Exposure for startups, support for small businesses and the promise to help the Brits square up to our American friends – what’s not to like?

They’d be missing the point. Like Vince Cable on a bad day, I’m mad as hell and not going to take it anymore.

Not for the first time, the British government have missed perhaps the single most exciting thing about so many internet companies.

[whisper]They are not location dependent.[/whisper]

Meanwhile, David Cameron, Boris Johnson et al obsess over the location of Twitter’s UK office like star struck school kids.

The Problem

Let’s call the problem ‘not as sexy as Twitter’ syndrome.

The reality is that building any business –whether it is moderately or monstrously successful – is hard work, especially in a recession.

Most startups fail, and even the successful ones are more likely to hit Groupon’s teabag budget, not buyout offers.

Nobody wants to read about the mundane minutiae on sites like TechCrunch or Mashable: dealing with tax red tape, wondering why banks won’t lend profitable businesses money, etc.

That’s fine – it’s not what they do. These do, however, fall well squarely within the Government’s mandate to encourage small businesses, and that is what they should be concerning themselves with.

So why my scepticism of their sudden enthusiasm for internet startups?

Enter The Olympics

In the 2012 Olympics, the government has inherited a white elephant so large that it makes the Millennium Dome feel like a Poundland bargain binge.

The total spend is – forgive me – genuinely Olympic, staggering by any measure, but genuinely appalling given the state of the British economy.

After London was awarded the Games, the Department for Culture, Media and Sport announced a budget of £9.325 billion.

In December, the Spectator put the true cost to the British taxpayer at closer to £12 billion.

For some context, the Coalition’s Comprehensive Spending Review last year introduced £7 billion worth of public sector cuts.

I am not denying that the Olympics brings benefits.

It means jobs, tourism, redevelopment of a deprived part of London and the chance for me to sublet my flat to desperate tourists, for starters.

But I remain to be convinced that this these offer value for money. And I believe that the Coalition Government has come the same conclusion.

Hence the sudden enthusiasm to bring Silicon Valley to, um, Stratford.

What’s This Got to Do With Startups?

The government is committed to hosting the Olympics, which will leave them with a very expensive, very empty Olympic Park afterwards.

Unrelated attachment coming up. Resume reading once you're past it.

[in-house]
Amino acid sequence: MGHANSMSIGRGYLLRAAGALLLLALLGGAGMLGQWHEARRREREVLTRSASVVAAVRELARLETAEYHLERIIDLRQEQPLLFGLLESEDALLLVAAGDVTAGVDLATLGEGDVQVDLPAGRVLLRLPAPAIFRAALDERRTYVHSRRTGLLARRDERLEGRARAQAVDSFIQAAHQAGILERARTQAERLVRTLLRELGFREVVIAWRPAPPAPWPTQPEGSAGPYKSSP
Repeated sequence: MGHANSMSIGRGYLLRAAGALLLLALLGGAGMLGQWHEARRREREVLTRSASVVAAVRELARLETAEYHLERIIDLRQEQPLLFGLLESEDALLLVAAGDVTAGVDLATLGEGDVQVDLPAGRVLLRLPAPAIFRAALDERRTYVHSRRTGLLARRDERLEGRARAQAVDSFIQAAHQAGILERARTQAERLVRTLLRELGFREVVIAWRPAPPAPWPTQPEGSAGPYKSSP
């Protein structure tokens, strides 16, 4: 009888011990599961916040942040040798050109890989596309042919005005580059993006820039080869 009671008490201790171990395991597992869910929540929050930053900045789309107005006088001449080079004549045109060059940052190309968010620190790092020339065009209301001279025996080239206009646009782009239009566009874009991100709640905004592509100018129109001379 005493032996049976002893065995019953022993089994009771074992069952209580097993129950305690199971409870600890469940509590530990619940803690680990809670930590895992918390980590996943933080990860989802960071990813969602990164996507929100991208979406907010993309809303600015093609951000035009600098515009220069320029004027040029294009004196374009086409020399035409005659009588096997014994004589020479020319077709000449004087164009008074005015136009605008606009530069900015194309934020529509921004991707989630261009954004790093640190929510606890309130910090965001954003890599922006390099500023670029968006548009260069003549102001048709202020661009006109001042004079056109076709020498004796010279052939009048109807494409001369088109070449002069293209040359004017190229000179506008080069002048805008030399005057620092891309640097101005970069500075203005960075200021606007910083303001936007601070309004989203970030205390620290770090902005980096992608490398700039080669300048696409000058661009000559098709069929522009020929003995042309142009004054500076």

If you’ve ever visited the former Olympic sites in cities like Barcelona, you’ll know what to expect.

The Olympic Park will be in Stratford, a part of London that is regretfully better known for deprivation than startups.

And Cameron & Co have pledged £400m to turn this into a Silicon Valley-style success.

This equates to approximately 0.3-0.4% of the Olympic spend, depending on whose figures you believe.

Suddenly, it feels less like backing British business, and more a case of ‘for an extra £50 we can use it for something useful’.

Details remain vague on how exactly the government money will be spent.

Vaguer still are the what exactly the name dropped firms – Intel, FaceBook, Google et al – have to do with it.

Will it work? I have my doubts. Here’s why.

What the Government Should Be Doing

Motivations aside, the things that encourage great execution are not as trivial as shared local boozers, fancy offices, or persuading Google to move their YTS kids in next door.

These distract from the real issues facing small businesses in 2011.

What the government should be doing is taking responsibility for fostering an environment that encourages homegrown entrepreneurs, not chasing the superstars of Silicon Valley.

That means things like encouraging bank lending to profitable small businesses or keeping services like Business Link that help nurture them.

I’ll be the first to admit that these ain’t half as sexy as getting to tweet: ‘Hanging with @Ev at Twitter HQ’.

But they would do rather more to encourage small businesses in the UK.

The Future

I’ll end with a few predictions:

#1. Government involvement with internet startups will be an expensive, ill-conceived disaster. Think ‘Millennium Dome with wifi’.

#2. Those that buy into it will be the American behemoths currently located in the UK burbs (eg, Amazon, eBay etc) – not homegrown startups.

#3. Stratford will continue to host a smaller startup scene than my kitchen.

PPS. Thanks to Flickr user mbiddulph for the photo.